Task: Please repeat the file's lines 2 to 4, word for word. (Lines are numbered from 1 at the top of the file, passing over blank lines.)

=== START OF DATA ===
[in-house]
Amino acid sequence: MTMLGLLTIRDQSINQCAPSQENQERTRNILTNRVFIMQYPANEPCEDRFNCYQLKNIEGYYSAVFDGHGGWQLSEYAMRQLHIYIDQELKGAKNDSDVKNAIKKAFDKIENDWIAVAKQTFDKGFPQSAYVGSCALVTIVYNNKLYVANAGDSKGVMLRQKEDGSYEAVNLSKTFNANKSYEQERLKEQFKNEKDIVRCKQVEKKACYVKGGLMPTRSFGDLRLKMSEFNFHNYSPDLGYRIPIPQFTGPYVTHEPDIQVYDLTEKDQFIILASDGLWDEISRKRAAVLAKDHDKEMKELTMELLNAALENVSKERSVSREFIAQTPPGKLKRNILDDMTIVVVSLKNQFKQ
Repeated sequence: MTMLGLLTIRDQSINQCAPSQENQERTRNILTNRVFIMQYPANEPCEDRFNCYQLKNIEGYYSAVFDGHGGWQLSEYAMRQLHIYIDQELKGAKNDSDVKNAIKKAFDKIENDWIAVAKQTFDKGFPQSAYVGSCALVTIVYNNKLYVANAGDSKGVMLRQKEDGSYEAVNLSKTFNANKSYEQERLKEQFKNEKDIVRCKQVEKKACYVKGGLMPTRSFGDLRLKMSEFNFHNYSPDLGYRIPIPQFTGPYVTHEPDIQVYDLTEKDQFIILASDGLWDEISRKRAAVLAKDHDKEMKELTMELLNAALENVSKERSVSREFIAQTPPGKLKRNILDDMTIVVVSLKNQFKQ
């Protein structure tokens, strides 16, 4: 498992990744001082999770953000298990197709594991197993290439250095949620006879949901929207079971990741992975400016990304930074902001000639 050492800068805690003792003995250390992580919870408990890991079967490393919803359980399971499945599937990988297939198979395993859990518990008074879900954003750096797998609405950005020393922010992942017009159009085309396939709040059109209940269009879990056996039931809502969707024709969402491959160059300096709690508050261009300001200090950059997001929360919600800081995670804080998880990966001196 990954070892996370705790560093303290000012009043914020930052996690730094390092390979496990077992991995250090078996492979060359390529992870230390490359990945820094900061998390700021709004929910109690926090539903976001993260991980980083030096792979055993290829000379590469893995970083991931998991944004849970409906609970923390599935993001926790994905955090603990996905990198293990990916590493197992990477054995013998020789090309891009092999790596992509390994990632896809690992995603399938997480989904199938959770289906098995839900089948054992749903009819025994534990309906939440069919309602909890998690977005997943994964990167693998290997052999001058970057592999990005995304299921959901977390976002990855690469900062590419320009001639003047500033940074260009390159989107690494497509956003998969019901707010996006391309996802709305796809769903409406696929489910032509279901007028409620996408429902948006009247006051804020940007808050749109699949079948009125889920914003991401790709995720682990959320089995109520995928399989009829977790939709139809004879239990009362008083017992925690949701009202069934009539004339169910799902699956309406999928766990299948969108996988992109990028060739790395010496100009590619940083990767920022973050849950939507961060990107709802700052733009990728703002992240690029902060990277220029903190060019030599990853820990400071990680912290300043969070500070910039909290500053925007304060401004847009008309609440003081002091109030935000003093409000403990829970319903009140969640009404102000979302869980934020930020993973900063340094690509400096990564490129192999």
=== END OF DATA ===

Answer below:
Amino acid sequence: MTMLGLLTIRDQSINQCAPSQENQERTRNILTNRVFIMQYPANEPCEDRFNCYQLKNIEGYYSAVFDGHGGWQLSEYAMRQLHIYIDQELKGAKNDSDVKNAIKKAFDKIENDWIAVAKQTFDKGFPQSAYVGSCALVTIVYNNKLYVANAGDSKGVMLRQKEDGSYEAVNLSKTFNANKSYEQERLKEQFKNEKDIVRCKQVEKKACYVKGGLMPTRSFGDLRLKMSEFNFHNYSPDLGYRIPIPQFTGPYVTHEPDIQVYDLTEKDQFIILASDGLWDEISRKRAAVLAKDHDKEMKELTMELLNAALENVSKERSVSREFIAQTPPGKLKRNILDDMTIVVVSLKNQFKQ
Repeated sequence: MTMLGLLTIRDQSINQCAPSQENQERTRNILTNRVFIMQYPANEPCEDRFNCYQLKNIEGYYSAVFDGHGGWQLSEYAMRQLHIYIDQELKGAKNDSDVKNAIKKAFDKIENDWIAVAKQTFDKGFPQSAYVGSCALVTIVYNNKLYVANAGDSKGVMLRQKEDGSYEAVNLSKTFNANKSYEQERLKEQFKNEKDIVRCKQVEKKACYVKGGLMPTRSFGDLRLKMSEFNFHNYSPDLGYRIPIPQFTGPYVTHEPDIQVYDLTEKDQFIILASDGLWDEISRKRAAVLAKDHDKEMKELTMELLNAALENVSKERSVSREFIAQTPPGKLKRNILDDMTIVVVSLKNQFKQ
């Protein structure tokens, strides 16, 4: 498992990744001082999770953000298990197709594991197993290439250095949620006879949901929207079971990741992975400016990304930074902001000639 050492800068805690003792003995250390992580919870408990890991079967490393919803359980399971499945599937990988297939198979395993859990518990008074879900954003750096797998609405950005020393922010992942017009159009085309396939709040059109209940269009879990056996039931809502969707024709969402491959160059300096709690508050261009300001200090950059997001929360919600800081995670804080998880990966001196 990954070892996370705790560093303290000012009043914020930052996690730094390092390979496990077992991995250090078996492979060359390529992870230390490359990945820094900061998390700021709004929910109690926090539903976001993260991980980083030096792979055993290829000379590469893995970083991931998991944004849970409906609970923390599935993001926790994905955090603990996905990198293990990916590493197992990477054995013998020789090309891009092999790596992509390994990632896809690992995603399938997480989904199938959770289906098995839900089948054992749903009819025994534990309906939440069919309602909890998690977005997943994964990167693998290997052999001058970057592999990005995304299921959901977390976002990855690469900062590419320009001639003047500033940074260009390159989107690494497509956003998969019901707010996006391309996802709305796809769903409406696929489910032509279901007028409620996408429902948006009247006051804020940007808050749109699949079948009125889920914003991401790709995720682990959320089995109520995928399989009829977790939709139809004879239990009362008083017992925690949701009202069934009539004339169910799902699956309406999928766990299948969108996988992109990028060739790395010496100009590619940083990767920022973050849950939507961060990107709802700052733009990728703002992240690029902060990277220029903190060019030599990853820990400071990680912290300043969070500070910039909290500053925007304060401004847009008309609440003081002091109030935000003093409000403990829970319903009140969640009404102000979302869980934020930020993973900063340094690509400096990564490129192999």